Paul Burns: Gov. Scott cannot sidestep his ethical conflict


Gov. Phil Scott's ongoing financial stake in his former business — a business that continues to seek lucrative contracts with the state — violates Vermont's new code of ethics. That is the clear position of Vermont's independent Ethics Commission, as stated in an advisory opinion issued earlier this month.

But Gov. Scott has said that he will ignore the Ethics Commission and its opinion about his conflict of interest. Instead of taking steps to mitigate the ethical violation, he said he'll let voters decide "whether this is an issue or not."

This is a mistake. And it serves only to undermine public trust in government at a time when it is sorely needed.

Recall that Vermont was ranked 50th of the 50 states in 2015 by the Center for Public Integrity on the issue of ethics enforcement, largely because we were one of just three states without any sort of ethics commission.

In 2016, when then-Lt. Gov. Scott was running for governor, he reluctantly acknowledged that it would be a conflict if he served as governor while owning a construction company that bid for very large state contracts. So, he said he'd sell his share of the business if elected.

The trouble is, the governor's plan to eliminate the conflict was flawed from the start. He sold his stake back to the company — DuBois Construction — but he financed the deal himself instead of having the company go the traditional route of getting a bank loan. That means the governor will get regular payments from DuBois over the next 15 years or so, covering the $2.5 million Scott is owed.

The fact that his arrangement failed to solve the conflict was pointed out immediately.

"The problem here is that by financing the sale of his business, the governor's receipt of the money he is owed depends on the business succeeding," said Paul Seamus Ryan, in a January 2017 interview with Vermont Public Radio. Ryan worked for Common Cause, a Washington, D.C.-based nonprofit focused on government corruption and abuses of power. Craig Holman of the watchdog group Public Citizen, added at the same time that Scott's plan "simply doesn't cut it."

Whether he was given bad legal advice or simply didn't care about solving the problem, Scott chose to ignore the criticisms.

Meanwhile, the Legislature was finally ready to take up the issue of ethics reform in early 2017. One week after being sworn into office, Gov. Scott pledged that his administration would strictly adhere to the state's code of ethics.

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Three months later, as the House of Representatives debated legislation to create a state ethics commission, Scott declared his support, telling the Associated Press that, "I've said we need an ethics bill, so I'm fine with it, whatever they come up with."

It turns out though, that Gov. Scott would not be fine with it — at least not once it affected him.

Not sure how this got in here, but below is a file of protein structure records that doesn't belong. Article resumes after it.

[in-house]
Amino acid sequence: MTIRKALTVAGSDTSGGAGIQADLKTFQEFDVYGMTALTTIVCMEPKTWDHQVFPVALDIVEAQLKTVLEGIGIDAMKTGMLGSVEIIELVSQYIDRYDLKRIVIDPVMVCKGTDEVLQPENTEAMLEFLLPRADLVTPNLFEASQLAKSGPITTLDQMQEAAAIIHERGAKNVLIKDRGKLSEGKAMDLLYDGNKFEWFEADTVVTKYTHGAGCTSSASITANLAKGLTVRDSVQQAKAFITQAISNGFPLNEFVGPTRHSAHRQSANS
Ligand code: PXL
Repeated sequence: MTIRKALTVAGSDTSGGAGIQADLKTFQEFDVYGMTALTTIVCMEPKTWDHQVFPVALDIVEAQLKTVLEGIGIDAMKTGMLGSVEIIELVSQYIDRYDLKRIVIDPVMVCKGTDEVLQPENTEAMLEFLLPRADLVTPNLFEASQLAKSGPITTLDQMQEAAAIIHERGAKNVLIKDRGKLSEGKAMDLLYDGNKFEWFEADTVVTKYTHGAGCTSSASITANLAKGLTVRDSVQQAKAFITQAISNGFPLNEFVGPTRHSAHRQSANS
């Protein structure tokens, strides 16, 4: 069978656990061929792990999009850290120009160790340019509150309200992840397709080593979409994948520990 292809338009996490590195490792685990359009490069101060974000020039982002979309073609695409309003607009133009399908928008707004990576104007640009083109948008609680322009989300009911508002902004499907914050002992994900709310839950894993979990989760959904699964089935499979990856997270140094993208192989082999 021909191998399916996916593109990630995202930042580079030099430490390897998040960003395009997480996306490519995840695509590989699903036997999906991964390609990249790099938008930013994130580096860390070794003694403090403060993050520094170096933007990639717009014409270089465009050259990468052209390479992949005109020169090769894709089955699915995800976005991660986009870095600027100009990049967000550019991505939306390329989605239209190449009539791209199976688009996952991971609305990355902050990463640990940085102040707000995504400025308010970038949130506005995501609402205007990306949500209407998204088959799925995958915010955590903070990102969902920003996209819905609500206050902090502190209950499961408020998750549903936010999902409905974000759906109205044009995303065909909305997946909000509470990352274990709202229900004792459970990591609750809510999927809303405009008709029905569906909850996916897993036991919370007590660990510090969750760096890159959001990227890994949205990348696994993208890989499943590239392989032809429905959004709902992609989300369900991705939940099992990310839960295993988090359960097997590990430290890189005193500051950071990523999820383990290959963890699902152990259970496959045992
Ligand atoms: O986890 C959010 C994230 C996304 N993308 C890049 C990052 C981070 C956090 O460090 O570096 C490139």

He's attacking the independent ethics commission instead, as though it's their fault that he chose not to resolve his ethical conflict when it became clear almost two years ago.

He's also attacking the Vermont Public Interest Research Group by falsely claiming that we raised the issue in October for political impact. He knows better. VPIRG officially raised the issue with the Ethics Commission back in January of this year, but we were informed that without a code of ethics in place, the commission could do nothing.

The official State Code of Ethics was adopted over the summer, and after researching the code, the governor's actions and the contract that DuBois now has with the state, VPIRG filed a request for an advisory opinion from the commission in late August.

The final response from the commission was promptly delivered on October 1. Among other findings, it noted that the governor "has a conflict of interest because he is financially intertwined as a creditor, who has an ongoing financial interest in a company that contract(s) with the State, which the public official as governor is the chief executive officer."

Neither the clear and compelling opinion of the commission, nor the timing of its decision should have been a surprise to the governor or his administration.

Yet, Scott's government lawyer, Jaye Pershing Johnson, was left to argue that the $75,000 per year that Scott gets from DuBois is not "an item of monetary value." As ridiculous as that claim may seem, it's the only way the governor can argue that the arrangement is not in clear violation of the ethics code.

In the end, this is really less about the mistakes Gov. Scott made in getting to this point than it is about what he does from here. Let's assume he was serious when he said he wanted to eliminate his conflict, and when he said he'd abide by the state's ethics code too.

Now that he's been made aware that his plan fell short, will he solve the problem as he once pledged that he would? Or will he continue to try to blame others and avoid taking personal responsibility?

Paul Burns is executive director of the Vermont Public Interest Research Group, or VPIRG.


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